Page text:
Jimmy Fallon put his SNL skills to use while impersonating Weiner in a faux press conference.
Both Israelis and Arabs see themselves as righteous victims, and both blame the organization that put them in this mess.
He, too, aimed to put nuclear weapons at the top of the global agenda.
To put their brutality and unpopularity in perspective, even Al Qaeda has begun to distance themselves publicly from these groups.
As Cutrone's 22-year-old personal assistant Andrew Mukamal put it: “We're at the service end of the fashion industry.”
She had put it conveniently in her pocket, so that she could place her hand on it at once.
She put her arms about her neck, and affectionately inquired the cause of her distress.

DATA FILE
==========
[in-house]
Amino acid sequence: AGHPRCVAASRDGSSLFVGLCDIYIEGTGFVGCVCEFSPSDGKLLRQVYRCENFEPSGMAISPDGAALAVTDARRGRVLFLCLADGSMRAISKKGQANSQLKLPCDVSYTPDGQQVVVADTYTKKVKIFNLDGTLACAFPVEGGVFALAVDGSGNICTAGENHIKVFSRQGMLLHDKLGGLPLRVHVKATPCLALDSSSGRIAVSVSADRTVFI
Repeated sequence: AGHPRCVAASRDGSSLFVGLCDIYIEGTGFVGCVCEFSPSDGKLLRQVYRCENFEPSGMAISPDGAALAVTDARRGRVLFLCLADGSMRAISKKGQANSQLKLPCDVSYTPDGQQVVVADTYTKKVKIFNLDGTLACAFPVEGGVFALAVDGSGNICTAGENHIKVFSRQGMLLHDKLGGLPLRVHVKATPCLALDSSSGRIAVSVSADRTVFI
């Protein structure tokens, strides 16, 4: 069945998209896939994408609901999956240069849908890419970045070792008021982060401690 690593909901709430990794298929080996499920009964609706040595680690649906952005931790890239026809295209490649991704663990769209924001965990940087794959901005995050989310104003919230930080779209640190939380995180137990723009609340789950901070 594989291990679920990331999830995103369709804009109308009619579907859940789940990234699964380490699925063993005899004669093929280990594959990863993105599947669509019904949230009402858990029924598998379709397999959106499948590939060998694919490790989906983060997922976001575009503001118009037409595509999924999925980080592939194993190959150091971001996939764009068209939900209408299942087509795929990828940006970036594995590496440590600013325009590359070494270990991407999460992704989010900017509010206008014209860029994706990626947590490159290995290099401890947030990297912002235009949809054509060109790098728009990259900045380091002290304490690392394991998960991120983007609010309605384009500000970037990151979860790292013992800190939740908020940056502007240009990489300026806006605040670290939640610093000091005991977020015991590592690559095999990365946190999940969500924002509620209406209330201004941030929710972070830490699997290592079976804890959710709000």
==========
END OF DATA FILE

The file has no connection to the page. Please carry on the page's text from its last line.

He drew her to him by the hand he still clasped, and put his strong arms about her.
They've put lots of good weight-carriers off the track before they was due to go.
He put a coin into John's hand and then closed the lad's fingers over it.
late Old English *putian, implied in putung "instigation, an urging," literally "a putting;" related to pytan "put out, thrust out" (of eyes), probably from a Germanic stem that also produced Danish putte "to put," Swedish dialectal putta; Middle Dutch pote "scion, plant," Dutch poten "to plant," Old Norse pota "to poke."
Meaning "act of casting a heavy stone overhead" (as a trial of strength) is attested from c.1300. Obsolete past tense form putted is attested 14c.-15c. To put down "end by force or authority" (a rebellion, etc.) is from c.1300. Adjective phrase put out "angry, upset" is first recorded 1887; to put out, of a woman, "to offer oneself for sex" is from 1947. To put upon (someone) "play a trick on, impose on" is from 1690s. To put up with "tolerate, accept" (1755) was originally to put up, as in "to pocket." To put (someone) on "deceive" is from 1958.